Elmendaro, 124

Elm Springs,October 28th, at, Met Major Davis, of the Fourth Cavalry, 47

El Paso, A new stage driver has been put on the road between Wichita and, which hastens the arrival of this mail at this end, 29

El Paso, traveling via, Nennescah, and Winfield to Arkansas City, 29

El Reno, Canadian County, Oklahoma, He established the agency in Darlington in 1870 on the north side of the Canadian River, about two miles northwest of present, 225

El Reno, South via Guthrie and stage to Kingfisher, also via Oklahoma and the new Choctaw railroad for, 292

Ely, Agent, 216

Emigrant, 35-36

Emigrant Aid Company, 14

Emigrant cars, 36, 198

Emigrant railway fare New York to Arkansas City, $18.55, 36

Emigrant rates, Liverpool, England, to New York: First cabin $60 and $75, second cabin $40, steerage $26, 36

Emigrants, 31, 33, 35, 57, 62, 153, 353, 355, 361

Emigrant train at Pleasant Valley, The Indians at the same time attacked an, 351

Emporia, 17, 21, 23-27, 34, 42, 61, 63, 72, 91, 125, 130, 137, 148, 184, 187-188, 227, 243-244, 246, 256, 299, 301, 303

Emporia News, 11, 15, 21-23, 25, 55, 57, 60, 62-64, 124, 126-127, 144, 225-227, 229-236, 241-258, 298, 302-303, 306-307, 327, 336-337, 341, 383, 385-386

Emporia Tribune, He soon went to work for M. G. Mains, who was co-editor and proprietor with a Mr. Nixon of the, which published its first issue in the latter part of September 1869, 25

Endicott boys, notwithstanding we had been told that the, had been murdered and scalped by Indians a few days before, near the same place, 412

Endicott, Cass, (Arkansas City freighter), 406

Endicott, Hank, started for Caldwell this morning, to learn more about it if possible, 105

Endicott, Sam, (Arkansas City freighter), 406

Enemy, 80, 243, 291, 294, 327, 353, 358, 362, 365, 423

Enemy’s scalp, The Agent has been assured by leading men of the tribe that they will not commit any depredation when the mourning party goes out, but that they will merely go through the form of sending an, with him to the happy hunting rounds, 103

English, His brother is a minister of the gospel and an able scholar, can read Greek and Latin, and speaks, French, German, Spanish, and several Indian dialects, 418

English language, 19

English languages, There are but few people now living, who are conversant with both the Osage and, 102

English, T. C., Brevet Lieut. Col., Major Fifth Infantry, 237-238

English tourists, It seems that a party of, arrived at Camp Supply a few days ago for the purpose of engaging in a buffalo hunt, 307-308

En route, 27, 60, 76, 102, 144, 155, 158, 175, 179, 190, 199, 201-202, 205, 267, 273, 275, 290, 310, 312, 323, 333-334, 347, 357, 375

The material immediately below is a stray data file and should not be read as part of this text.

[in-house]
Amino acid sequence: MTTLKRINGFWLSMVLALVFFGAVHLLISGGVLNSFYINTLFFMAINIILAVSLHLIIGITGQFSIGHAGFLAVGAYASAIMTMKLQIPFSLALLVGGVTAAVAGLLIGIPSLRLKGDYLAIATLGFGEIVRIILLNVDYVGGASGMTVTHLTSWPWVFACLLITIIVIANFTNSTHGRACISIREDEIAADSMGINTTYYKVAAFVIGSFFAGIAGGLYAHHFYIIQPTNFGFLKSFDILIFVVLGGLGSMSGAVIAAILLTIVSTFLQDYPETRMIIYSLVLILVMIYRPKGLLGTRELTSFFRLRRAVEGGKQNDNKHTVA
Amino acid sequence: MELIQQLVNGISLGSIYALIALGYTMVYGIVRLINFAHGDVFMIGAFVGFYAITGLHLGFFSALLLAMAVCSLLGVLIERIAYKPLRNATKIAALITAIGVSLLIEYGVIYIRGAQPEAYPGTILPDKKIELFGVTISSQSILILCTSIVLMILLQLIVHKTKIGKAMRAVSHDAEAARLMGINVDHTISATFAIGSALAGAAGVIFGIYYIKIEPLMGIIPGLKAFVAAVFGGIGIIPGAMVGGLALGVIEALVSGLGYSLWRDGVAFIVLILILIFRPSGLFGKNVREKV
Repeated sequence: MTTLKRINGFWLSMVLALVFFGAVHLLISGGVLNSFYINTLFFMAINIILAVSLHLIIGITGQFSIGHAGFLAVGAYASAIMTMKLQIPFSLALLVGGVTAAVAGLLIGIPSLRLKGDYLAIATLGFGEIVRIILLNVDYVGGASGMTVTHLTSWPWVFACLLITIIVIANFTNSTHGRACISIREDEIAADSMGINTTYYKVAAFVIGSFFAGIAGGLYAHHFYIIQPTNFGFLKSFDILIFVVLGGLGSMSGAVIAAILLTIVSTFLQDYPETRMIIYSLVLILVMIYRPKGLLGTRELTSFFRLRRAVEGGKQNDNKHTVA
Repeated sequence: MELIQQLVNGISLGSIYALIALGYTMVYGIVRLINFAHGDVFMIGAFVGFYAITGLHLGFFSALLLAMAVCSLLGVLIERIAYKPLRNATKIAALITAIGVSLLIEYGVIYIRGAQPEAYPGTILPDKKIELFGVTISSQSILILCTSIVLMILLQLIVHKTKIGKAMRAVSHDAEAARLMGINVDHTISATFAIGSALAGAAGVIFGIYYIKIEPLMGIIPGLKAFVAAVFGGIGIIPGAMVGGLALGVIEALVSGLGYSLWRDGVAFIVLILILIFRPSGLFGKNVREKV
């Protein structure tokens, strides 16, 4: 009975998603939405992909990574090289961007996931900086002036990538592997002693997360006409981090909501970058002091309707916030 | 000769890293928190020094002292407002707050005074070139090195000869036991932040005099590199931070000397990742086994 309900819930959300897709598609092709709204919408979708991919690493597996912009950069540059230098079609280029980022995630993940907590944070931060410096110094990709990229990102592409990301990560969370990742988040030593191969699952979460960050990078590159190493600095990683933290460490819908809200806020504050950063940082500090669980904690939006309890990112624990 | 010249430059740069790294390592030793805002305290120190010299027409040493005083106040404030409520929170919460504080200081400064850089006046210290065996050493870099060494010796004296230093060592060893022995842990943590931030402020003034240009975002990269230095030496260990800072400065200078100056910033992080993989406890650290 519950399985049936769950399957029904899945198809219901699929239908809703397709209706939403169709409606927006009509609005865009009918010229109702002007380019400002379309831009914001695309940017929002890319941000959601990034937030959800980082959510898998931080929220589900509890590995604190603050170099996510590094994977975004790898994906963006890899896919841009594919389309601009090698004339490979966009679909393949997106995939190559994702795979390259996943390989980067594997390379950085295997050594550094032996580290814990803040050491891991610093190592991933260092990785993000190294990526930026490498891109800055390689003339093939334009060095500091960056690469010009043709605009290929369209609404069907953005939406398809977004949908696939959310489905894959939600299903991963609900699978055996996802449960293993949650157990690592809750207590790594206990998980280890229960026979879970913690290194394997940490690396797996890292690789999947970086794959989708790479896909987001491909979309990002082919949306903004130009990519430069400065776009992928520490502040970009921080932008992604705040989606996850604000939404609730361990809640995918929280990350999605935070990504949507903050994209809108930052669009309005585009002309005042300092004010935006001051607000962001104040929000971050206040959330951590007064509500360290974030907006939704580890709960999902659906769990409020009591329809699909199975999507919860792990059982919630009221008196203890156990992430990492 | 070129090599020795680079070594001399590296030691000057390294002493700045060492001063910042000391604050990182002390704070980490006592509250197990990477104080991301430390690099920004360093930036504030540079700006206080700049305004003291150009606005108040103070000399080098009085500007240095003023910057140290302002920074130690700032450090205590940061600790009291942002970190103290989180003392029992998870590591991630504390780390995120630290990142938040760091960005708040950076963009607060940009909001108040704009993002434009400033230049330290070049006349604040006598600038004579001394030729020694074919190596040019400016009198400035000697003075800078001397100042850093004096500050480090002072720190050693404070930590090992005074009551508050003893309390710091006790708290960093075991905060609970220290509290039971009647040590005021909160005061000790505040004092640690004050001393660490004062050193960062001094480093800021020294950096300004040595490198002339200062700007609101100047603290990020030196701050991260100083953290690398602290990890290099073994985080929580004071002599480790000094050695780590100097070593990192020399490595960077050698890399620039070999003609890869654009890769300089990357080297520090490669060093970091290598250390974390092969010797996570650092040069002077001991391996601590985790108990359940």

Episcopal, Boys’s, Christian Schools of Tokio, 426

Episcopal church, The funeral was conducted after the forms of the, 284

Episcopalian Missionary, an, Rev. J. Owen Dorsey, 144

Episcopalian Missionaries, During the years of long ago, before, commenced their labor of love among the Poncas, the “Sun dance” was their mode of worshiping the Great Spirit, 144

Erie, The railroad moved on down into Oklahoma, In the memory of several old timers here there was once a station at Cale, Ks., A town in Oklahoma was later named Cale and it was only a relatively few years ago that the name was changed to, 436

Erysipelas is in school, 105

Esaw, Joseph, (Ponca), and the Sioux was killed by, 167

Esaw, whilst Mr., interpreter for the Poncas, took a position in front of the assembled chiefs, 166

Escape, 25, 54, 65, 79, 98, 110, 112, 180, 225, 236, 254, 267, 269, 274, 299, 301, 303-305, 360, 365

Escaped, 54, 65, 79, 153, 254, 268-269, 279, 288, 291, 359, 379

Escapes, A law of the Nez Perce is that a widower shall not marry within a year after the death of his wife, But polygamy is allowed, and when a man thinks his sick wife is about to die, he marries another woman, and so, the weary year of waiting, 178

Escapes taxation, In most cases this interest is collected by non-residents and is not even expended in building homes or substantial improvements here, It also, One device or another is resorted to to keep the principal off the tax rolls of the county, 30

Ese-tike, is one of very peculiar meaning, “Ese”—wolf and “tike,”—tail, 407

Eskridge House, we took supper at the, Mr. Eskridge is a natural hotelist and accommodationist, 17

Espanyas, (Nez Perce), 284

Euniceville, very near the south line of the State, on the east bank of Little Cana, 125